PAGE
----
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Football is full of abstract notions. Young players have 'potential', established performers have 'star quality' (thus avoiding any actual examination as to their specific talents), and players are told to have 'respect', a concept which seems to have an altered meaning from the one we traditionally understand. These terms are used as something of a semantic blanket, allowing us to avoid any explanation of what may be a complex situation.
'Complacency' is a prime example of such an abstract concept. Teams must guard against it and managers warn of it or ward it off. It is a disease that significantly undermines the performance of a team that has achieved success, and this season has seen an epidemic. Last season's winners of Europe's top three leagues (Manchester City, Borussia Dortmund and Real Madrid) currently sit a combined 43 points of top spot in their respective divisions. The previous winners are back, and after short-term success the status quo has seemingly been restored. Complacentitis has struck again, we can only assume.
After Manchester City's defeat to Southampton last weekend, the Guardian's headline read: "Roberto Mancini accuses Manchester City players of complacency". The abstract nature of the term is confirmed by the fact that the Italian never even mentioned the word: "Probably we think because we won last year we are top players, but to stay at the top you need to work like we did last year," was his actual quote.
Therefore when we talk of complacency, we are effectively referring to a lack of professionalism. After success, players have begun to believe their own hype, resting on their laurels. They perhaps believe that continued glory will come at an easier physical price, or simply don't rank the attainment of this glory as high as they previously did.
In many ways this is understandable. Human nature dictates that an intense desire will be generated for something that has never been gained, and this yearning decreases when this achievement has been met; it is harder to psych yourself for the second battle, or the first cut is the deepest, as wrinkly rockers sing. Despite the fact that players are given huge sums of money to do their job, it is difficult to criticise them for what is presumably a subconscious act. If you accused Joe Hart, David Silva or Yaya Toure of taking their foot off the gas they would understandably be offended (and almost certainly mutter something about 110%).
For me, there are two distinct characteristics that define managerial aptitude. The first is responding to adversity, something Manchester United have done impressively this season. However, United have just four more points. They have scored one less goal and conceded five more. The principle shift has been the stalling of City rather than the acceleration of their rivals.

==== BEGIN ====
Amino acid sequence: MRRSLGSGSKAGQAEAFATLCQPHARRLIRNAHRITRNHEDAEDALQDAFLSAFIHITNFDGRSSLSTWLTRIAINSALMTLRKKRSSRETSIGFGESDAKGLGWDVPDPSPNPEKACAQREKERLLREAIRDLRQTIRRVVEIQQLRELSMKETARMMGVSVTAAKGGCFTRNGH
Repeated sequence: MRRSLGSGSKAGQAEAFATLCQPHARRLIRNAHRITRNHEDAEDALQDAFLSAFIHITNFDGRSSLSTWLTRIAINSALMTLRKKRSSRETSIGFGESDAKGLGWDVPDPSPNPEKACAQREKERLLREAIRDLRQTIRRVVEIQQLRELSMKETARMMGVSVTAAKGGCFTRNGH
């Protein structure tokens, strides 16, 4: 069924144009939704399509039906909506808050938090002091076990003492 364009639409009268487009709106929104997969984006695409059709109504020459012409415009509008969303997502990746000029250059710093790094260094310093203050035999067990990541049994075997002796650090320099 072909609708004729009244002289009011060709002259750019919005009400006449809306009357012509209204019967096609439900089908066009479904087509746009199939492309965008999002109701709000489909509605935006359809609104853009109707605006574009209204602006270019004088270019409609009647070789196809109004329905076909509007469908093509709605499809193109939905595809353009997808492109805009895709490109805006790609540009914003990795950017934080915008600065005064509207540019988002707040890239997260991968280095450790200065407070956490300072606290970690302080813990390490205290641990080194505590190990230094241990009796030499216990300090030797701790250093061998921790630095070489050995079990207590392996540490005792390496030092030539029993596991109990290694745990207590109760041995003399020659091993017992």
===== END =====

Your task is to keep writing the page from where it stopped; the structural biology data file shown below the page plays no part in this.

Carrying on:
The second attribute is managing this notion of complacency. Part of this is the refreshment of the playing squad, something at which Roberto Mancini has been below par. I accept that the Italian may not be the sole decision-maker on transfers at Eastlands, but his comments after Saturday's game were revealing: "When you win a title, you need to improve the team. We did not. This is a problem." As Nick Miller mentioned during the week, £23million (Scott Sinclair, Jack Rodwell and Maicon) on eight league starts hints that the blame may lay somewhat at the manager's feet.
However, the vital tool in eradicating complacency is psychological strength. It is the constant demand for self-improvement from players, the continuous belief that a manager wants to make you a better player (and often a better person). It is the fear that you are letting yourself, the manager, the club and the fans down should you fail to play to your maximum, and the real fear that you will be cast adrift should this maximum consistently fail to be met. Most pertinently, it is the re-creation of hunger and desire on an almost constant loop. One league title means nothing without a second, and a second means little without a third. This is where Alex Ferguson excels, and is why United have retained the Premier League title on six occasions.
Mancini is not there yet. Rather than blaming players publicly for their complacency, the Italian must instead examine the reasons as to why the intensity and performance dropped notably after achievement. As ever, prevention is far easier than cure.
This is crucial in ensuring that teams can remain at the top of their game and at the top of the league not merely for weeks or months, but for years. Chelsea struggled to do it (despite Roman Abramovich's huge investment), Arsenal struggled to do it (they have never retained the Premier League title) and now Manchester City are struggling to do it.
Perhaps it is this management of complacency that separates the good from the great, and short-term success from a dynasty.
Remind Daniel Storey not to get complacent on Twitter
@redbornandbred...for future reference, it's usual on here that a post will only appear the next day, if it's posted outside office hours (whatever they might be). There are exceptions, but usually that is the case.- bernsteinforpm